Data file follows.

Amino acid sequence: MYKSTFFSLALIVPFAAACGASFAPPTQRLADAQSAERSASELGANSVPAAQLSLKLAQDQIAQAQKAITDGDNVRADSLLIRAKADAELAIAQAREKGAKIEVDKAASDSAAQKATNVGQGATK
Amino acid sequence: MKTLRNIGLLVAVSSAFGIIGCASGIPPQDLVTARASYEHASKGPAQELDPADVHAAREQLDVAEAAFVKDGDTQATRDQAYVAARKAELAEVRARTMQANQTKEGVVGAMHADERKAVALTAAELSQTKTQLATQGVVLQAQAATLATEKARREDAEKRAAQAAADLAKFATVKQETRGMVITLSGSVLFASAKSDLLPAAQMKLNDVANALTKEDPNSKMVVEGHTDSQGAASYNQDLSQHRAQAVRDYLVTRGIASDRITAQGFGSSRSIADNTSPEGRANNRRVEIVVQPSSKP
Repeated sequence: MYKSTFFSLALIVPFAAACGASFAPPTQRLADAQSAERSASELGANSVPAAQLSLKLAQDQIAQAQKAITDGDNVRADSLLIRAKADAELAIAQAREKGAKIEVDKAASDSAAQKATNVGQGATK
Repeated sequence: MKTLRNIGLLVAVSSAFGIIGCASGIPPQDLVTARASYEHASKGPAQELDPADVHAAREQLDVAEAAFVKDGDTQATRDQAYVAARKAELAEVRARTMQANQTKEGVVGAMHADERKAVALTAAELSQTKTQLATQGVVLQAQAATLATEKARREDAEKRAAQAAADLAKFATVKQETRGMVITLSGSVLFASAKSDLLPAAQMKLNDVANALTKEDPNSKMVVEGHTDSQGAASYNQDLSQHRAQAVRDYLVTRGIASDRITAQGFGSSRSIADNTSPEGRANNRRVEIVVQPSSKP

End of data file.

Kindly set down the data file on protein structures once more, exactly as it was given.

Amino acid sequence: MYKSTFFSLALIVPFAAACGASFAPPTQRLADAQSAERSASELGANSVPAAQLSLKLAQDQIAQAQKAITDGDNVRADSLLIRAKADAELAIAQAREKGAKIEVDKAASDSAAQKATNVGQGATK
Amino acid sequence: MKTLRNIGLLVAVSSAFGIIGCASGIPPQDLVTARASYEHASKGPAQELDPADVHAAREQLDVAEAAFVKDGDTQATRDQAYVAARKAELAEVRARTMQANQTKEGVVGAMHADERKAVALTAAELSQTKTQLATQGVVLQAQAATLATEKARREDAEKRAAQAAADLAKFATVKQETRGMVITLSGSVLFASAKSDLLPAAQMKLNDVANALTKEDPNSKMVVEGHTDSQGAASYNQDLSQHRAQAVRDYLVTRGIASDRITAQGFGSSRSIADNTSPEGRANNRRVEIVVQPSSKP
Repeated sequence: MYKSTFFSLALIVPFAAACGASFAPPTQRLADAQSAERSASELGANSVPAAQLSLKLAQDQIAQAQKAITDGDNVRADSLLIRAKADAELAIAQAREKGAKIEVDKAASDSAAQKATNVGQGATK
Repeated sequence: MKTLRNIGLLVAVSSAFGIIGCASGIPPQDLVTARASYEHASKGPAQELDPADVHAAREQLDVAEAAFVKDGDTQATRDQAYVAARKAELAEVRARTMQANQTKEGVVGAMHADERKAVALTAAELSQTKTQLATQGVVLQAQAATLATEKARREDAEKRAAQAAADLAKFATVKQETRGMVITLSGSVLFASAKSDLLPAAQMKLNDVANALTKEDPNSKMVVEGHTDSQGAASYNQDLSQHRAQAVRDYLVTRGIASDRITAQGFGSSRSIADNTSPEGRANNRRVEIVVQPSSKP